Wendy Clancy

Family Member aware of their Dementia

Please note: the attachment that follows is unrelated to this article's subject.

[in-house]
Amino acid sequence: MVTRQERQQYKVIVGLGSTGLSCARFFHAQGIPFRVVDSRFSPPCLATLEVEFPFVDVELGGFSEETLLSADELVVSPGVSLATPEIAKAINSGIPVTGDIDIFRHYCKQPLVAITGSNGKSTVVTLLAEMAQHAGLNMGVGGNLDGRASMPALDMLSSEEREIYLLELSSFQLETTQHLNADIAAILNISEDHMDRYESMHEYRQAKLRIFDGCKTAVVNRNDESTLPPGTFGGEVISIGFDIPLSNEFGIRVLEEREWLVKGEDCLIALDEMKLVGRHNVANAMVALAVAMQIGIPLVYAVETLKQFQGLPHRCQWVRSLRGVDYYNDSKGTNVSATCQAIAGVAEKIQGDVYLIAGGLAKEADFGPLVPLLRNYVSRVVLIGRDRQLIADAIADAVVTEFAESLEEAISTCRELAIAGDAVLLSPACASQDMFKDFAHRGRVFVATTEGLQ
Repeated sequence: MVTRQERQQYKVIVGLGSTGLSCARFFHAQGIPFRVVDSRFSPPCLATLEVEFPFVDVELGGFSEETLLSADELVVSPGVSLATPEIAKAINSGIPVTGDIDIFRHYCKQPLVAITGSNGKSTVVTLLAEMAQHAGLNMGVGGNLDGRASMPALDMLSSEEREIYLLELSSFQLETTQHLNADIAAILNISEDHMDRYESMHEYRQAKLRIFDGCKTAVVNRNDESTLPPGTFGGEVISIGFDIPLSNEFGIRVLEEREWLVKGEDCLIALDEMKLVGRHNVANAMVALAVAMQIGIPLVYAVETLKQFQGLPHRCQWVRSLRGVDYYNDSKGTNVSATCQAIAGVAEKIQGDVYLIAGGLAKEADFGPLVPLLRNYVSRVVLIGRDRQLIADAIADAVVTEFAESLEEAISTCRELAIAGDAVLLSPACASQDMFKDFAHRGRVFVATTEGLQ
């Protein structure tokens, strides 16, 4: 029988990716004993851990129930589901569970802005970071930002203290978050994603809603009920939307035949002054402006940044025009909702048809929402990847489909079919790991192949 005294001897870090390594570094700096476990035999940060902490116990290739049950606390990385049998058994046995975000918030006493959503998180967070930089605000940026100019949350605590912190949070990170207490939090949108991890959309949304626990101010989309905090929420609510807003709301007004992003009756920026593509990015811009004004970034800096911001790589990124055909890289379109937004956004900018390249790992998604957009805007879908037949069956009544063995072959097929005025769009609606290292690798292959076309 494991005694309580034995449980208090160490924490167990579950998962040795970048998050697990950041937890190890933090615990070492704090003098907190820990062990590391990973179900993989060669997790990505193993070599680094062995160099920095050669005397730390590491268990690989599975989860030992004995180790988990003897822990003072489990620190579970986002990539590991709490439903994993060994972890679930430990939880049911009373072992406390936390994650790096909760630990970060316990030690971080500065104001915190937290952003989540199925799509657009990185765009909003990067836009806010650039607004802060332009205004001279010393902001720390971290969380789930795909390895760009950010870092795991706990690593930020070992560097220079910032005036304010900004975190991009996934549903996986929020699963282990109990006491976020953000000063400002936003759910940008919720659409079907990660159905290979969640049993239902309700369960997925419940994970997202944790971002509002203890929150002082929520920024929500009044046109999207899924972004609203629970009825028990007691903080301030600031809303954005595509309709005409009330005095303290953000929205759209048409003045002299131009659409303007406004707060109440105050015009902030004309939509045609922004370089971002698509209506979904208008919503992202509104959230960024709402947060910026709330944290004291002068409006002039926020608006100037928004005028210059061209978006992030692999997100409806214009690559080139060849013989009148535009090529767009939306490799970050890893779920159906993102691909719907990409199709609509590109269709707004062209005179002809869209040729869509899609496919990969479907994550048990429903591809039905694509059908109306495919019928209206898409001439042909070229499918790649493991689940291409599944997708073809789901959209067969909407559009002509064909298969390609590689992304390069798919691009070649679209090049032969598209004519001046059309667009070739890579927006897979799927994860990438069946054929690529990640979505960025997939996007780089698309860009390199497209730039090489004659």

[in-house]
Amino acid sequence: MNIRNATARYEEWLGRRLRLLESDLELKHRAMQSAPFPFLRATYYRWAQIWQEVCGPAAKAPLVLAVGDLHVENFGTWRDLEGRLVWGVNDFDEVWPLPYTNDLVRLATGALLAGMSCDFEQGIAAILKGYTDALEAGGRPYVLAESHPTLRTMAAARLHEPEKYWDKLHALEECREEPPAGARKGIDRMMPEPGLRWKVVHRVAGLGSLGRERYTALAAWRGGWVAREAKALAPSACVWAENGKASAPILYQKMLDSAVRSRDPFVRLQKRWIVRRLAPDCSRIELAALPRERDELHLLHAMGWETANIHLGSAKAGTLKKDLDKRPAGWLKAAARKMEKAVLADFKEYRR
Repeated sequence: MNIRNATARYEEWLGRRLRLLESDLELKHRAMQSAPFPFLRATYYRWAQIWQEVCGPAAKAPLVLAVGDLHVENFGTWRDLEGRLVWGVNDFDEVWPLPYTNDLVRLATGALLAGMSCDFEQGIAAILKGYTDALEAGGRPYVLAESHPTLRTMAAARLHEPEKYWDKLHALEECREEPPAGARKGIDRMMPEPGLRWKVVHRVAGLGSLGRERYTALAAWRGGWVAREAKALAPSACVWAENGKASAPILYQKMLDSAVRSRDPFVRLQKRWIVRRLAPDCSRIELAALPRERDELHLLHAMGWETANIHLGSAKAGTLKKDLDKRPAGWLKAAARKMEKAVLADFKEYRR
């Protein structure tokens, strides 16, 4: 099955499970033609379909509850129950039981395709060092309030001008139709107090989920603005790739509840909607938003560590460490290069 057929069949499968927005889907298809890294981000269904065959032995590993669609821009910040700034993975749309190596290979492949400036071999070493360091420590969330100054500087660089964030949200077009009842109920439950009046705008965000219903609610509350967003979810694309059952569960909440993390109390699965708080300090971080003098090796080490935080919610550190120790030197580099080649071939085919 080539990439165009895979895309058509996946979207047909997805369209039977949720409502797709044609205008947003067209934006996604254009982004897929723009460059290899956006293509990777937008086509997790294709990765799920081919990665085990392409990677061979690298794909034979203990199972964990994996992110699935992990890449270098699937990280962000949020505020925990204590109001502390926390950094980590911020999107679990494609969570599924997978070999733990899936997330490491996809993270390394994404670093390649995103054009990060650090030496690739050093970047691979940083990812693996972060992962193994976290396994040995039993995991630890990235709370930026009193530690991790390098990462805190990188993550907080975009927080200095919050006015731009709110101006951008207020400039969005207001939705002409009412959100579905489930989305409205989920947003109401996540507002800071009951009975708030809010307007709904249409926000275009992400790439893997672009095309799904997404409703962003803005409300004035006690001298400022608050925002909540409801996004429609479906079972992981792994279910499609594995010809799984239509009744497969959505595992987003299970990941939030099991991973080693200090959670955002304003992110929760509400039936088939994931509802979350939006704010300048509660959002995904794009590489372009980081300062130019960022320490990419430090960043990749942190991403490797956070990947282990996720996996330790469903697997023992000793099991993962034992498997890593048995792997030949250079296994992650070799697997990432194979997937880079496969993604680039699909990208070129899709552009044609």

Both of my parents are gone now. They passed away quickly from natural causes, which I found to be a blessing . They made their wishes known to us ...”please never put me into a home”, and I wouldn’t have. But the events in their later years caused anxiety for both my parents and me. I realized in their late 70’s that the home they loved... and were comfortable in its surroundings, had become overwhelming. I moved them to a smaller townhouse, and unaccustomed to the new surroundings they began to deteriorate. My father had shown symptoms of the onset of Parkinson’s Disease...and although reasonably active he was unable to maneuver his body or his mind in the way he had been accustomed to. He lost interest in the activities that were available for him in the old house. No Workshop ...no shrubs to trim. His Geriatric Specialist suggested other hobbies, Social Worker involvement and prescribed Galantamine to improve his deteriorating memory. Resentment emerged as my father’s Dementia progressed. His lifetime duties became my Mother’s. She found this difficult to cope with and subsequently avoided the responsibilities. They bickered constantly ....something I had not been exposed to. Depression became an issue for my father who knew he was slipping and was unable to hide the obvious signs. He waited patiently for her to return home to make his lunch because he had forgotten how to, and in my mother’s frustration she became angry and resentful, knowing that he was unable to perform these tasks on his own. For them, a lifetime loving couple it became a battle of the wits. She always won. After living independently for so many years the idea of an unfamiliar caregiver frightened them. The responsibility of their well being became my obligation, which I lovingly accepted . I became the protector...from another city. I monitored every aspect of their lives for the years prior to their deaths. My own life revolved around theirs and I was frustrated and angry. I treated them like children, knowingly scolding them and in return receiving signs of remorse. I called the Elder Abuse Hotline as my anger increased. I knew as my father’s dementia progressed, and he no longer understood the consequences of his actions, that the certainty of this aggressive disease would not preclude admission to a Care Facility. So my question is this: How can we help those suffering from Dementia who are aware of what is happening to them? How do we speak openly and lovingly to them about the changes they are experiencing? How do we lessen their anxiety... their fear of the inevitable, and further, how do we control our own emotions as the caregivers?

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